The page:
Gingrich says no deal after a secret talk with Romney

Mr. Gingrich would need a plurality of delegates from each of five different states just to qualify for a place on the first ballot of a deadlocked convention at which no candidate had the requisite 1,144 delegates for nomination. In 13 states and territories, delegates are not bound to vote for any candidate, even on the first ballot.

If the fight moved to a second ballot, anybody could walk in from the outside to become an instant competitor, even if he or she had not participated in a single GOP nomination primary.

So GOP stars such as New Jersey’s Gov. Chris Christie and Florida’s Sen. Marco Rubio could stride into the convention hall and theoretically wind up as the party’s nominee to face President Obama on Nov. 6.

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About the Author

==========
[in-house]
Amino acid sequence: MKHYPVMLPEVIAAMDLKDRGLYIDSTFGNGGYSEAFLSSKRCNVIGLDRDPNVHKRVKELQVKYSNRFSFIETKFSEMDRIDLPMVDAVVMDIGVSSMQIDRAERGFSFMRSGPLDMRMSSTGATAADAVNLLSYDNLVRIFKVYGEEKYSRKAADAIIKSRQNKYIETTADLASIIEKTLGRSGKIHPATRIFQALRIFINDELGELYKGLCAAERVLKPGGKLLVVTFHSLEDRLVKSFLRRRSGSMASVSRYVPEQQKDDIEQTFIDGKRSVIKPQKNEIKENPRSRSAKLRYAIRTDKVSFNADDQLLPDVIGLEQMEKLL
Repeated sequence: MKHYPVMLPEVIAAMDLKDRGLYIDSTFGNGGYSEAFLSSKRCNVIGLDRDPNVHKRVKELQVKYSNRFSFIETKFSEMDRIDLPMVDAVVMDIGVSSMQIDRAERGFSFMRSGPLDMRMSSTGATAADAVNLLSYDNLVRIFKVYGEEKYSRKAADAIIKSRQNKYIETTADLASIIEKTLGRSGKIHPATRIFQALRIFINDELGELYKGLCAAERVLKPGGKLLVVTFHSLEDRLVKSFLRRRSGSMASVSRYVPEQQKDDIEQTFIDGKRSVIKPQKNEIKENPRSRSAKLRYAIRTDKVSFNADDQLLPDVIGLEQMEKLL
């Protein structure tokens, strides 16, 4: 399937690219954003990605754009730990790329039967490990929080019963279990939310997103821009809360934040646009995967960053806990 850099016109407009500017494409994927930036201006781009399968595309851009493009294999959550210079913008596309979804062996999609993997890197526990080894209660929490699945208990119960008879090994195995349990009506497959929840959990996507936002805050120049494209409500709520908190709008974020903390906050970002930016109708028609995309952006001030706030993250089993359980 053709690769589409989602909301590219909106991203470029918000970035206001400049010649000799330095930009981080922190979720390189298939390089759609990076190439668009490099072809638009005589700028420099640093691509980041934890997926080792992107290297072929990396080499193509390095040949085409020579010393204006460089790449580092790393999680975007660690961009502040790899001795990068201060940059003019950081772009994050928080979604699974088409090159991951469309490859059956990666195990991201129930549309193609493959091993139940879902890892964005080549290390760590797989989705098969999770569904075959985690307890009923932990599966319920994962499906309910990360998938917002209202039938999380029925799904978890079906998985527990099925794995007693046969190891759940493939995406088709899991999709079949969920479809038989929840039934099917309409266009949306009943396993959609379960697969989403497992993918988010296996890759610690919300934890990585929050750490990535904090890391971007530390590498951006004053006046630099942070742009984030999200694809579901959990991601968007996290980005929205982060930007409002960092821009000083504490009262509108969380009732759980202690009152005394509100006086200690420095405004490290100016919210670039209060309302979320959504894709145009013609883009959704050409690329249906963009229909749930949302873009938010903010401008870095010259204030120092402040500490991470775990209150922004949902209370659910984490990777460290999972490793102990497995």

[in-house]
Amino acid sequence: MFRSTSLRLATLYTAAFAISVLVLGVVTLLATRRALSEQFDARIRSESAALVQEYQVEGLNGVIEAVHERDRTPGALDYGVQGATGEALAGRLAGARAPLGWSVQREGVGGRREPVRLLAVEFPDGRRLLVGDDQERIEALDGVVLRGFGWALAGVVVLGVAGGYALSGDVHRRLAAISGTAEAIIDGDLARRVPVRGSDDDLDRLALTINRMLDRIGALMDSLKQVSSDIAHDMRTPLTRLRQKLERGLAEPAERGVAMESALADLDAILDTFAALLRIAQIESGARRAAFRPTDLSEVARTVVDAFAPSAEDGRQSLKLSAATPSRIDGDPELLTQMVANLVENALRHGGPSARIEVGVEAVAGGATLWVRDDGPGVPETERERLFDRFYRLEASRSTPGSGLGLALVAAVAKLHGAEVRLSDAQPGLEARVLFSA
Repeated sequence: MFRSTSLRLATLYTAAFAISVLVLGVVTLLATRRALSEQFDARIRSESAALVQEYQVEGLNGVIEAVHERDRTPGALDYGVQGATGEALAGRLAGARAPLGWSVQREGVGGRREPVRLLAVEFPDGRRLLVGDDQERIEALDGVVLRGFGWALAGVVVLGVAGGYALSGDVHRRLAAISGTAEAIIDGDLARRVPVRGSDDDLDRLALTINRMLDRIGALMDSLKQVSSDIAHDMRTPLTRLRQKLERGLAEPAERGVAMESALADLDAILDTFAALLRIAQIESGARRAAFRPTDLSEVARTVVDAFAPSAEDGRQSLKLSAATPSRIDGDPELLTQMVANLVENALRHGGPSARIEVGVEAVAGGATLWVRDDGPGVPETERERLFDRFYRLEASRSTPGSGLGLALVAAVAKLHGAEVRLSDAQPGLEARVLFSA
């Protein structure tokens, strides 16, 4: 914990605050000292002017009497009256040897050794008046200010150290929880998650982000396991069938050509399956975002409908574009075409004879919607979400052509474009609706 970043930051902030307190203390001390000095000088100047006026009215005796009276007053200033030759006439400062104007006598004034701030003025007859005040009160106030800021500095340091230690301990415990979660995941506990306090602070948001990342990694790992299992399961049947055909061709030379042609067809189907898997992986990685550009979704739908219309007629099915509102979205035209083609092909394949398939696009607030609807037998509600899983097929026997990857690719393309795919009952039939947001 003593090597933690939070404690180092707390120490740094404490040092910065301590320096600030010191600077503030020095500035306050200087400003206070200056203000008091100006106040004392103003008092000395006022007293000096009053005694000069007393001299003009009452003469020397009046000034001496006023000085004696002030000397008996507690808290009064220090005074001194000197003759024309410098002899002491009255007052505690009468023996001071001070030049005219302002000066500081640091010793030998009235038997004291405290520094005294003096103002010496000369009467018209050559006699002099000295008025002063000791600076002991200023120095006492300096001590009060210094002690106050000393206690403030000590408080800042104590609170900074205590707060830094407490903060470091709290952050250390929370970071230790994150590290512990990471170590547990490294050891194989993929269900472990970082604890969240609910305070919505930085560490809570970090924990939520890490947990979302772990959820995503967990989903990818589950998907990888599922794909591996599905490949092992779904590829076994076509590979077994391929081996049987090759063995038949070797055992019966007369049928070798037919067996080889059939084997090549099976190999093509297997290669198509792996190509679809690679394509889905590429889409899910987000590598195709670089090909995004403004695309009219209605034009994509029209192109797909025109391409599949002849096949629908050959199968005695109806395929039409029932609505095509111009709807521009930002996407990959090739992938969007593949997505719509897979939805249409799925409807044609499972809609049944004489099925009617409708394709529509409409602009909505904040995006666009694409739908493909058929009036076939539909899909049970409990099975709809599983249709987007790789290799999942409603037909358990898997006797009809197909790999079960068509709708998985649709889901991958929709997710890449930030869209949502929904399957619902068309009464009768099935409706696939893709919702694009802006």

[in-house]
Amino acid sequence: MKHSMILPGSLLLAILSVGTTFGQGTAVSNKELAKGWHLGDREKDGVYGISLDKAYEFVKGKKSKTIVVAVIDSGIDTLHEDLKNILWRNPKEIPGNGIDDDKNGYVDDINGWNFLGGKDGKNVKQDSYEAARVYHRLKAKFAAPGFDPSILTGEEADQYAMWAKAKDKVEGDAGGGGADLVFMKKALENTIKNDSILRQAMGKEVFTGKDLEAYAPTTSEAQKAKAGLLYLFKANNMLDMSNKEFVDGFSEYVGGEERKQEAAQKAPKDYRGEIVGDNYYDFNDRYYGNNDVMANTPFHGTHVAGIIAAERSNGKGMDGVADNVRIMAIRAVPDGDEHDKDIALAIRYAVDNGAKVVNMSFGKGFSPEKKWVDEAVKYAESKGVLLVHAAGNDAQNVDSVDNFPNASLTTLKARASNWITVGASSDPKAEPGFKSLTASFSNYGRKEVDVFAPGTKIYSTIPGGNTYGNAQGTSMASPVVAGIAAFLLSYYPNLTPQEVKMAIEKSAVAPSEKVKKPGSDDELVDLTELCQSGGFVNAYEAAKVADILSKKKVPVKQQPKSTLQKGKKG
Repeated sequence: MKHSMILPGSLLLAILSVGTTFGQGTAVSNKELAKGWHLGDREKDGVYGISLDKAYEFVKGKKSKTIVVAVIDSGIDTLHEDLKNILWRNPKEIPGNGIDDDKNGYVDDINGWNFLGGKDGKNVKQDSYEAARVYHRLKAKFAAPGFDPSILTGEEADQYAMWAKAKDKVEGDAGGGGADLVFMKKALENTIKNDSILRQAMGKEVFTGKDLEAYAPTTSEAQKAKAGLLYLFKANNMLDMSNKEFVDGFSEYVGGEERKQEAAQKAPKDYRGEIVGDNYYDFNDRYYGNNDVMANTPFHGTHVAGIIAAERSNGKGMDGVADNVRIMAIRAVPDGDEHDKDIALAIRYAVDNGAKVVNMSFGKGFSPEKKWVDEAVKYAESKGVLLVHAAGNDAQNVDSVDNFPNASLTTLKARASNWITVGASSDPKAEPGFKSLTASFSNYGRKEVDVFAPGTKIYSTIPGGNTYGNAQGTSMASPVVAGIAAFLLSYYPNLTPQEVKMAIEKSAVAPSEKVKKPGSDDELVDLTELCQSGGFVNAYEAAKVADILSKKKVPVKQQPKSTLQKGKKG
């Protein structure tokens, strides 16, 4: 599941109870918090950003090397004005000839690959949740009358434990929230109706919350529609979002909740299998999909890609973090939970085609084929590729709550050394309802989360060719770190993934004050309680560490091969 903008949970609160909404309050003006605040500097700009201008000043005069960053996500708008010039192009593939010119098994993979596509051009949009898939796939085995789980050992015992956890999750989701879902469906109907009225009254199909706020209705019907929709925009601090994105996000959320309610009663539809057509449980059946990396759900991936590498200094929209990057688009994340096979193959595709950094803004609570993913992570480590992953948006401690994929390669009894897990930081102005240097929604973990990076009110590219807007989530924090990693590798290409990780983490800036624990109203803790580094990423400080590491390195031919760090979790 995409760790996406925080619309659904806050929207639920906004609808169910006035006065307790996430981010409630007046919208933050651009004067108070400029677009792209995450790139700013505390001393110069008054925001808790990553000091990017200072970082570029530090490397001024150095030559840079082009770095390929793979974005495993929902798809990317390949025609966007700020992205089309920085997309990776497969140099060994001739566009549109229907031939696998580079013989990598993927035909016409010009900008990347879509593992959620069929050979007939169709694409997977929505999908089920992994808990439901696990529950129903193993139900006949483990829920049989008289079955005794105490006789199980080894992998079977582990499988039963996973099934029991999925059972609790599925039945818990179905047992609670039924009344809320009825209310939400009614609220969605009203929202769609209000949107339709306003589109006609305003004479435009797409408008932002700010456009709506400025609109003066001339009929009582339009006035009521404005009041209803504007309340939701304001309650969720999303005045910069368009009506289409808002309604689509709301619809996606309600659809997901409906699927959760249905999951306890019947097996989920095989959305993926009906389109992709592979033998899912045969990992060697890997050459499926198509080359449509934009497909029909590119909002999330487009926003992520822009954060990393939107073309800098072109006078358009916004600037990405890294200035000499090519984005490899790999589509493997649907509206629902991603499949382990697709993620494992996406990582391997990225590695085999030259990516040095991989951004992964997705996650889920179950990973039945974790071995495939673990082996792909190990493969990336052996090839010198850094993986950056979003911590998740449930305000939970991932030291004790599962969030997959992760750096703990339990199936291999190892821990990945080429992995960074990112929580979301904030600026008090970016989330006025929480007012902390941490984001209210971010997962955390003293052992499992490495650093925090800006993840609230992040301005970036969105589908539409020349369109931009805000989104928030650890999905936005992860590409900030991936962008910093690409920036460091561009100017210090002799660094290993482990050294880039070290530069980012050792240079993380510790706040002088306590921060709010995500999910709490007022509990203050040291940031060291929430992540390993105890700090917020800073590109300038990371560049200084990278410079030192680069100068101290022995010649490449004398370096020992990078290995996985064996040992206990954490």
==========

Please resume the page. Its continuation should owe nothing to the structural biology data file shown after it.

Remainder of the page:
Ralph Z. Hallow

Ralph Z. Hallow

Chief political writer Ralph Z. Hallow served on the Chicago Tribune, Pittsburgh Post-Gazette, Washington Times editorial boards, was Ford Foundation Fellow in Urban Journalism at Northwestern University, resident at Columbia University Editorial-Page Editors Seminar and has filed from Berlin, Bonn, London, Paris, Geneva, Vienna, Amman, Beirut, Cairo, Damascus, Jerusalem, Tel Aviv, Belgrade, Bucharest, Panama and Guatemala.


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